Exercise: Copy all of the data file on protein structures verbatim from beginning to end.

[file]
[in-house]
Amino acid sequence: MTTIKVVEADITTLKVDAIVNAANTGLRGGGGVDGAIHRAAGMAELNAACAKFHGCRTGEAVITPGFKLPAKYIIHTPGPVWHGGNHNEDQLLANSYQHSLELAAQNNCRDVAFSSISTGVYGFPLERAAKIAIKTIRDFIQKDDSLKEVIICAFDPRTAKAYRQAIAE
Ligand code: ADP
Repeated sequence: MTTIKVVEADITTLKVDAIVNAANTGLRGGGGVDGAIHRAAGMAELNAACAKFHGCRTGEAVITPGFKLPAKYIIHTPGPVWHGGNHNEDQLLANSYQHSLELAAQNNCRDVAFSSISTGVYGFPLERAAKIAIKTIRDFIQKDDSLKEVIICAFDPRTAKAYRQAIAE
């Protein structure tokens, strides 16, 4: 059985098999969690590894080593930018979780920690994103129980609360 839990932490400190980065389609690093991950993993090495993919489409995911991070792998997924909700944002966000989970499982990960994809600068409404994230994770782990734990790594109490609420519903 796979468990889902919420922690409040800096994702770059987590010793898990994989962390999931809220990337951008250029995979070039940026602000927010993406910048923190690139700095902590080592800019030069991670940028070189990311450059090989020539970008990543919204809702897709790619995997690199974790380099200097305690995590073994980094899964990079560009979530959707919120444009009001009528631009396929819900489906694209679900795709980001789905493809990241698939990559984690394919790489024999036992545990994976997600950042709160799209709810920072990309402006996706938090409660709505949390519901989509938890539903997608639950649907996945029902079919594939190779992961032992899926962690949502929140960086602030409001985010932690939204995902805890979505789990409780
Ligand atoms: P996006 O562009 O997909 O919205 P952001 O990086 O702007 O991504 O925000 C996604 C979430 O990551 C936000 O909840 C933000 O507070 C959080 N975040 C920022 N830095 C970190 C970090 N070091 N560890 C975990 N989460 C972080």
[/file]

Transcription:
[in-house]
Amino acid sequence: MTTIKVVEADITTLKVDAIVNAANTGLRGGGGVDGAIHRAAGMAELNAACAKFHGCRTGEAVITPGFKLPAKYIIHTPGPVWHGGNHNEDQLLANSYQHSLELAAQNNCRDVAFSSISTGVYGFPLERAAKIAIKTIRDFIQKDDSLKEVIICAFDPRTAKAYRQAIAE
Ligand code: ADP
Repeated sequence: MTTIKVVEADITTLKVDAIVNAANTGLRGGGGVDGAIHRAAGMAELNAACAKFHGCRTGEAVITPGFKLPAKYIIHTPGPVWHGGNHNEDQLLANSYQHSLELAAQNNCRDVAFSSISTGVYGFPLERAAKIAIKTIRDFIQKDDSLKEVIICAFDPRTAKAYRQAIAE
């Protein structure tokens, strides 16, 4: 059985098999969690590894080593930018979780920690994103129980609360 839990932490400190980065389609690093991950993993090495993919489409995911991070792998997924909700944002966000989970499982990960994809600068409404994230994770782990734990790594109490609420519903 796979468990889902919420922690409040800096994702770059987590010793898990994989962390999931809220990337951008250029995979070039940026602000927010993406910048923190690139700095902590080592800019030069991670940028070189990311450059090989020539970008990543919204809702897709790619995997690199974790380099200097305690995590073994980094899964990079560009979530959707919120444009009001009528631009396929819900489906694209679900795709980001789905493809990241698939990559984690394919790489024999036992545990994976997600950042709160799209709810920072990309402006996706938090409660709505949390519901989509938890539903997608639950649907996945029902079919594939190779992961032992899926962690949502929140960086602030409001985010932690939204995902805890979505789990409780
Ligand atoms: P996006 O562009 O997909 O919205 P952001 O990086 O702007 O991504 O925000 C996604 C979430 O990551 C936000 O909840 C933000 O507070 C959080 N975040 C920022 N830095 C970190 C970090 N070091 N560890 C975990 N989460 C972080």